Also, your “patrons” comparison is a complete nonstarter. The government != private patrons. Private patrons can’t lock you up and kill you if you disobey them. Private patrons can’t offer infinite amounts of money because they print it and the books don’t have to balance. It’s a dishonest analogy.

    “Don’t want the man to have a say your business, don’t ask for his money.”

    Again, pointless. They aren’t *asking* for money, the government is *giving* money… vast sums of money… to institutions, putting private, especially religious, institutions in that Rock and a Hard Place position of taking the money or becoming irrelevant. Care to point to any important research coming out of Bob Jones University? You didn’t refute my point, you just restated the point I already argued against.

    If the government wants institutions to have to choose between research money and religious dogma, the government is doing it wrong.

  69. #69 |  M. Steve | 

    JThompson, I’m sure we agree much more than we disagree. I just don’t see why the answer to the current “one-way valve” is to open it up the other way, and not shut it off. I’m sick and tired of the tax-exempt status of churches, and especially sickened that churches like the Mormon church get to keep that status while explicitly playing politics (e.g. Prop 8 in CA).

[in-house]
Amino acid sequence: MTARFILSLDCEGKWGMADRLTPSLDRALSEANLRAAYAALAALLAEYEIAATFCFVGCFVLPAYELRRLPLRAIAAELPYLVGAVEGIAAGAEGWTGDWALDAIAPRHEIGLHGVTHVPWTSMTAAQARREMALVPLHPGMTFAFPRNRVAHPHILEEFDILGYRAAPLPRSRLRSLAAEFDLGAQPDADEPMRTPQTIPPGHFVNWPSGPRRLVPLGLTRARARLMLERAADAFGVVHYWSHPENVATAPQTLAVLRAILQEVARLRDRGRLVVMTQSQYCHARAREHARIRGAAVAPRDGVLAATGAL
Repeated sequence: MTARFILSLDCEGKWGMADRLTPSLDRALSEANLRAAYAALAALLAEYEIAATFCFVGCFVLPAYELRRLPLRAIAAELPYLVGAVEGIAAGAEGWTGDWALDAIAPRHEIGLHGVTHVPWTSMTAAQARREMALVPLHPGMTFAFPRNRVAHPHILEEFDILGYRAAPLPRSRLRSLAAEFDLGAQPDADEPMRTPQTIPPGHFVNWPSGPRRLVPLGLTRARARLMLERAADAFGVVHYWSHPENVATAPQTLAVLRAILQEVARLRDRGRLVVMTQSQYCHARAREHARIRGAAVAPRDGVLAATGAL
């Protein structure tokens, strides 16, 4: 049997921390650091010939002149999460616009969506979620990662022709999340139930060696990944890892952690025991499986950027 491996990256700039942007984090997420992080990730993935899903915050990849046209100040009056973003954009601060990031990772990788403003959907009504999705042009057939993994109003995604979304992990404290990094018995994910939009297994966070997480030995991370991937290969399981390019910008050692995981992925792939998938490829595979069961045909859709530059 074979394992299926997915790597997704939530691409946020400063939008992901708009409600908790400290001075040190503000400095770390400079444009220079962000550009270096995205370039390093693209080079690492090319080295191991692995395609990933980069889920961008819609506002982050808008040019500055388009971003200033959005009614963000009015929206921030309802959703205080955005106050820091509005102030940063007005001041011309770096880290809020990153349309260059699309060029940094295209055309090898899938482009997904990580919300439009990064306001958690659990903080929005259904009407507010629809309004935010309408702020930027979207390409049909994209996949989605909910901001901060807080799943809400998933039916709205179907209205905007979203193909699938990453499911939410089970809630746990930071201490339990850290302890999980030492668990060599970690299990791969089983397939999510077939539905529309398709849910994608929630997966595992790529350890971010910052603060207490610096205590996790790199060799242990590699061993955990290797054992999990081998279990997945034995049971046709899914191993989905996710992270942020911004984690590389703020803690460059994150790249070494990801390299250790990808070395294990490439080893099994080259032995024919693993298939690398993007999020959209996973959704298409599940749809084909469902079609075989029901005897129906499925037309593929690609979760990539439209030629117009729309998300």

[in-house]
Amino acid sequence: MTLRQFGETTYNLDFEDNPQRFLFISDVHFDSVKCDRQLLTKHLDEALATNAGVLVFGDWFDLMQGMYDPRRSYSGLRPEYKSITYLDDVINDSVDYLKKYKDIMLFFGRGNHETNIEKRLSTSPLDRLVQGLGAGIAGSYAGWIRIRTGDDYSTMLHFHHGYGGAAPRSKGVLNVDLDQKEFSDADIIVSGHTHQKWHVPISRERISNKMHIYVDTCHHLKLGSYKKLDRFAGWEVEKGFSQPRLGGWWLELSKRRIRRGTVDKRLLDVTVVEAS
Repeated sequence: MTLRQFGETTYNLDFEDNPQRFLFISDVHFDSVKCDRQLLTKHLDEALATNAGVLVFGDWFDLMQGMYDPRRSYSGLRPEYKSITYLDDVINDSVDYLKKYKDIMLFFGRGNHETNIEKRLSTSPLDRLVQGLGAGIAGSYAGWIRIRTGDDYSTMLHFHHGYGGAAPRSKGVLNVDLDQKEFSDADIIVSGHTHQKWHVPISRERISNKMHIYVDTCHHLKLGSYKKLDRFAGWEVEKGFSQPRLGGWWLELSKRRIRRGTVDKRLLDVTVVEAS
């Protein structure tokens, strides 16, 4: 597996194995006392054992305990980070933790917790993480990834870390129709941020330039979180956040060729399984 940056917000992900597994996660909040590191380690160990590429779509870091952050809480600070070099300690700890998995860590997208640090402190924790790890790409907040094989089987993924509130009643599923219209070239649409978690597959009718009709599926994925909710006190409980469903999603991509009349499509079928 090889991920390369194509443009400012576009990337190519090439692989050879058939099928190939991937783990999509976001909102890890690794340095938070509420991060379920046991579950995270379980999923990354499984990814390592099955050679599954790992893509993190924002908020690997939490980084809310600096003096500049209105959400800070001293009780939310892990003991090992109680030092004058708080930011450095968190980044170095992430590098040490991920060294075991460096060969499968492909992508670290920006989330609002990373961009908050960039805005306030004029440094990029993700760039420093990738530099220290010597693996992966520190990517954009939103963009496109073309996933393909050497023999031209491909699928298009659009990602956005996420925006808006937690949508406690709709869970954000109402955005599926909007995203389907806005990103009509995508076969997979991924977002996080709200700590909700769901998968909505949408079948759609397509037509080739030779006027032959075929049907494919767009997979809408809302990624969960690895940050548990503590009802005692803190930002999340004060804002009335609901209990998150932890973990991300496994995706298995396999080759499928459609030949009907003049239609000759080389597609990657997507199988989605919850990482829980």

The wall between church and state isn’t just to protect each from the other, it’s also to protect us from them ganging up on us together.

  70. #70 |  Radley Balko | 

    You can make all sorts of slippery slope arguments here too. Maybe I find it immoral if my employees subscribe to Reason?

    That isn’t a slippery slope argument. You’ve moved to a completely different slope. A better analogy would be if your employer promised to pay for, say, six magazine subscriptions as part of your compensation, but you had to choose from a broader list of 20. But Reason isn’t on that list, and you think you should get Reason for free. So you ask the government to force your employer to pay for Reason, too.

    So long as there are federal insurance regs (which I understand many here are not in favor of across the board) why the hell should they priveledge the employer over the employee?

    Because the employer is paying for your insurance. Because if it weren’t for the employer and the group rate it gets for providing insurance, you’d be paying a hell of a lot more. Why do you think you have the right to force someone else to buy you things?

  71. #71 |  albatross | 

    Perhaps a good parallel for Sandra Fluke is Joe the (not really quite a) Plumber? In both cases, they were political operatives in the sense that they were stepping out in public to take a political stand in hopes of pushing issues in a desired direction. And in both cases, they were treated pretty badly (though Limbaugh’s nastiness kind of takes the cake), after the manner of peasants who dare speak up in an argument among the nobility.

    The pundit class is mostly pretty careful to limit how nasty they are to powerful people, because those people have megaphones to shout back with, as well as connections that can be used to cost especially annoying pundits their jobs. Indeed, “respectable” pundits often are pretty reluctant to even call powerful people on obvious lies. Dissing a peasant is pretty safe, unless you say something so offensive it gives your enemies an opening to move against you. Dissing another nobleman can get you cut up in a duel.

    As a society, we do one hell of a job deciding which people we will outfit with megaphones.

  72. #72 |  SJE | 

    Albatross: That is a good analogy. Joe the plumber was criticised by the left for some of his opinions, but the attacks on him were not as personal or as nasty as what Fluke is enduring.